[sbml-discuss] Multiple kineticLaw Sections Per Reaction
Darren Wilkinson
darrenjwilkinson at btinternet.com
Sat Mar 11 13:29:07 PST 2006
--- Herbert Sauro <Herbert_Sauro at kgi.edu> wrote:
> I also think there is a real problem, how would one know that
> a given
> rate law in an SBML model is valid for a stochastic model?
How do you know if a given rate law is valid for a deterministic
model? It isn't for SBML to decide which laws are sensible and
which aren't.
> As
> far as I
> know, and I please correct me if I am wrong, there are only a
> very small
> number of rate laws that have been shown to be usable for
> stochastic
> simulations.
Not true. There isn't anything to show. You can use any rate law
you like, just as for deterministic models. But let me
clarify...
First, the issue with rate laws is nothing to do with whether
the model is deterministic or stochastic, but rather whether or
not species are treated as continuous or discrete. So all of
these issues are about continuous rate laws and discrete rate
laws (which tend to be slightly different). So let's start with
continuous rate laws. For a given reaction, say
X -> Y
you can write down any rate law you like, and continuous
deterministic modellers never fail to amaze me with their
creativity in this regard! ;-) Of course, not all laws you write
down are completely sensible, and only a very small fraction
have any vague attempt at theoretical justification. However, it
is important to distinguish between laws that are consistent
with the underlying theory and those that aren't. So for the
above equation, you could write down the kinetic law "1". Now
personally I would regard that as being an allowable rate law,
and consistent with the SBML specification (and I have seen real
models with constant rate laws), but most of us would consider
it pretty dumb (assuming X isn't a boundary), because it doesn't
have a root at zero, and therefore doesn't prevent X from going
negative. Therefore in some sense a kinetic law of "1" isn't
really consistent with the underlying theory.
Now let's consider a more interesting example:
2X -> Y
Here, the obvious continuous mass-action rate law would be of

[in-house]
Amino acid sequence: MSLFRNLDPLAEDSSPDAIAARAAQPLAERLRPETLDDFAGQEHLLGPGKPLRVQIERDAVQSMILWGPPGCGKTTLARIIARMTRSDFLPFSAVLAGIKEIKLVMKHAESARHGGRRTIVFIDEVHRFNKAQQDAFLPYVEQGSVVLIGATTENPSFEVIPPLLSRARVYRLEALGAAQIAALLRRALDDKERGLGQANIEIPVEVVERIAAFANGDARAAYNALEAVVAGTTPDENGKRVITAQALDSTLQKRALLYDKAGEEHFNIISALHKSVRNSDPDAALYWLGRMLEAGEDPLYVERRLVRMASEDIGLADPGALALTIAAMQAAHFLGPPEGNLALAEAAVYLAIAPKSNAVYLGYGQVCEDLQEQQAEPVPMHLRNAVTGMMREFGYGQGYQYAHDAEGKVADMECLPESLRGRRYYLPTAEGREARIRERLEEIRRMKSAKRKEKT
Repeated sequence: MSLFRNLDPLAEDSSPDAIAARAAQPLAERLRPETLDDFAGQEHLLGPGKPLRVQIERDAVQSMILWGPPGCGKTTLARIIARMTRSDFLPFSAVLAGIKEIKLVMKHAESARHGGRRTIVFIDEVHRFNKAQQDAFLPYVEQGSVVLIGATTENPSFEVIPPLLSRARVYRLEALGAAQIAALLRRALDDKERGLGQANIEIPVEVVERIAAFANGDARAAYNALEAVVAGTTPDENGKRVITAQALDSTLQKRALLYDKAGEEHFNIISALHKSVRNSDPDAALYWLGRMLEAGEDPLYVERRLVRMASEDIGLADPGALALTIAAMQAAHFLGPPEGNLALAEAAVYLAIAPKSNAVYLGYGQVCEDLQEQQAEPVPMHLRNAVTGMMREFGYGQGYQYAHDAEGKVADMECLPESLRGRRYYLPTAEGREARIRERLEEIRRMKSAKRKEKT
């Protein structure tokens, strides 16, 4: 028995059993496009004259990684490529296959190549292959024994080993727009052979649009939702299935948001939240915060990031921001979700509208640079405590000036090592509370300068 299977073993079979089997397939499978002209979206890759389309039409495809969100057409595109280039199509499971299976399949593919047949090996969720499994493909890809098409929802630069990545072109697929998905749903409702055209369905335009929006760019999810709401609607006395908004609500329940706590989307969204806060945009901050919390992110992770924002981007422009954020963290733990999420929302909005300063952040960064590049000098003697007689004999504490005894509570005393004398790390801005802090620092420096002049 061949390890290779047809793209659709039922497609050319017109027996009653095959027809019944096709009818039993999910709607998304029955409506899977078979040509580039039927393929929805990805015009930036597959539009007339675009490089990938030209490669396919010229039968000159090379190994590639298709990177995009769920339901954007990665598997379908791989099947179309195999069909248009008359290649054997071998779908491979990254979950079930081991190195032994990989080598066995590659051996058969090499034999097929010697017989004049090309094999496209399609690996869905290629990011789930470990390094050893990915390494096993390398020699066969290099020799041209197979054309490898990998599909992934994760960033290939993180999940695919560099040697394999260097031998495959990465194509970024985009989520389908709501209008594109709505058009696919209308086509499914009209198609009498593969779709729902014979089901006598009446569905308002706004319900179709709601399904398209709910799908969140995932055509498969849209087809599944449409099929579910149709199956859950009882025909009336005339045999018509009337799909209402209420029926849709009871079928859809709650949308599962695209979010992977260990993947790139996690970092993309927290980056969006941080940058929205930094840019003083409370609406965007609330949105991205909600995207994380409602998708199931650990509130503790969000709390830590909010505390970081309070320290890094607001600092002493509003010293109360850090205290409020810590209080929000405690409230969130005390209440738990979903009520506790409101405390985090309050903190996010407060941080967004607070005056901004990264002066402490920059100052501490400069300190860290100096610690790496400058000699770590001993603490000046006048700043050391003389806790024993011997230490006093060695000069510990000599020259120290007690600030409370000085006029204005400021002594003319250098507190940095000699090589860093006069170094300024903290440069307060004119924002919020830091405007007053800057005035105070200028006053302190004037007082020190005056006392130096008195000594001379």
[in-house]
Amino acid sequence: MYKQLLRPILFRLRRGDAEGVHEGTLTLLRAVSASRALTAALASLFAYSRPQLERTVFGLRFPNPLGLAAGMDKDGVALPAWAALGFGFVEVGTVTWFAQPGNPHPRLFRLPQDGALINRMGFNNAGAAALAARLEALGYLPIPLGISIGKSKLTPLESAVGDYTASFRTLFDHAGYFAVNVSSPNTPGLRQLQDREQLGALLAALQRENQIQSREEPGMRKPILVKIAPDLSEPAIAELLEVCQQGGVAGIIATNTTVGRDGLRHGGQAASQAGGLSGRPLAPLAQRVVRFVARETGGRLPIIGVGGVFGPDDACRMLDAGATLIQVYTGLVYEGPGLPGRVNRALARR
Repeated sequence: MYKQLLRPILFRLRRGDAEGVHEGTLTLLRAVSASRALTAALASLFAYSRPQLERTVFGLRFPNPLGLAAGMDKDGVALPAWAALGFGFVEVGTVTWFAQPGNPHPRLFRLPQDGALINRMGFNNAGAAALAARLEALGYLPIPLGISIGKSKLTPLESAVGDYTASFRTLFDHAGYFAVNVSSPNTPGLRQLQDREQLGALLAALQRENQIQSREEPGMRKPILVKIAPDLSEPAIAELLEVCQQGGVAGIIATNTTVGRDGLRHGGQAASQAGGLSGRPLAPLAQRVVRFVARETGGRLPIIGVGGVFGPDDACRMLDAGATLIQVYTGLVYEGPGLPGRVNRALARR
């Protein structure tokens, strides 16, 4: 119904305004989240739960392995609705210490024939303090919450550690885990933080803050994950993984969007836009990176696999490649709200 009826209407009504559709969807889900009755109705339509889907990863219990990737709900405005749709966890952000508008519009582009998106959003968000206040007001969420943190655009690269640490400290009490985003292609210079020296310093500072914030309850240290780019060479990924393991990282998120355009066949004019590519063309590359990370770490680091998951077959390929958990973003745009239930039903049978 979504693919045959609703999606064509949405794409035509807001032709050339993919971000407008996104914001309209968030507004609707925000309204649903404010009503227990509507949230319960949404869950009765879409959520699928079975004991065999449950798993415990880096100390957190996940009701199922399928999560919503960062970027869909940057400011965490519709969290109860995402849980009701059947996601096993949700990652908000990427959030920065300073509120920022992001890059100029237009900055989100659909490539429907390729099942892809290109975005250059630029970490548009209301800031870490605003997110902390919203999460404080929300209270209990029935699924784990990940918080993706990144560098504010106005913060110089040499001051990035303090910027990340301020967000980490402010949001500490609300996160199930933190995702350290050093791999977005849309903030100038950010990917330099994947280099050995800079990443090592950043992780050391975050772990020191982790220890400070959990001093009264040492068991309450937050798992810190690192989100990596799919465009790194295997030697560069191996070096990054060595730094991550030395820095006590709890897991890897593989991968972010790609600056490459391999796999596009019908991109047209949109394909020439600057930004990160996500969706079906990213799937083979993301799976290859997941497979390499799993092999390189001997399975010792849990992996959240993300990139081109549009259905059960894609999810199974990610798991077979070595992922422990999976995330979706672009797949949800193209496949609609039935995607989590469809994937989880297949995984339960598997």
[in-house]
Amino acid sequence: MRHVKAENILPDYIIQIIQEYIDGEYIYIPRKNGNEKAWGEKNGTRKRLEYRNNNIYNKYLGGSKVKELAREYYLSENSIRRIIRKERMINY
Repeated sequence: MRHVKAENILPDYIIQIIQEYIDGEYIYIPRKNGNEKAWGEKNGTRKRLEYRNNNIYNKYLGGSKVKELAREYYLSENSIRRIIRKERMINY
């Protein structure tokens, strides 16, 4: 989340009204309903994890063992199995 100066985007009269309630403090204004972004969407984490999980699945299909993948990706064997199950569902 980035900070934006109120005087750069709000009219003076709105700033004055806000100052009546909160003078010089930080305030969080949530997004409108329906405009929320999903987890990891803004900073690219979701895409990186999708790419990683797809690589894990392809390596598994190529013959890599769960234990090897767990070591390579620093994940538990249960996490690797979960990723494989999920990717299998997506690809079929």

the form "kX^2" (though there are lots of other laws you could
use). Among other things, this has the desirable property of
having a (double) root at zero and therefore prevents X from
going negative. However, if X is being treated as discrete,
there is a problem with the above rate law. Because X takes on
integer values and is changed by the reaction in steps of 2, you
need a rate law with roots at both zero and one in order to
prevent X from going negative. So pretty much any (non-negative)
rate law with roots at zero and one is consistent with the
discrete formulation. Now most people would use a law of the
form "kX(X-1)", as this has a rigorous mass-action stochastic
kinetic derivation, but there isn't any "rule" in discrete
modelling which says you are only allowed to use laws with a
rigorous justification, just as there isn't in the case of
continuous rate laws. My own (admittedly controversial) opinion
is that many of the rate laws used routinely by continuous
modellers have only the most scant justification, so I don't see
why discrete modellers should be forced to live by different
rules.
> I can't blindly read a SBML file, Level 1 or 2
> (and we use
> level 2), and just plug all the equations into a, say,
> Gillespie
> simulator.
Of course not! But this is nothing to do with there being any
kind of problem encoding discrete models in SBML. It is an issue
about _converting_ models designed for one framework to another
framework. But models in both frameworks can be encoded
perfectly well in SBML.
> I think this is what the SBO idea will solve?
Yes, SBO is supposed to help with the conversion problem.
Yours,
--
Darren Wilkinson
email: darrenjwilkinson at btinternet.com
home www: http://www.darrenjwilkinson.btinternet.co.uk/
work www: http://www.staff.ncl.ac.uk/d.j.wilkinson/
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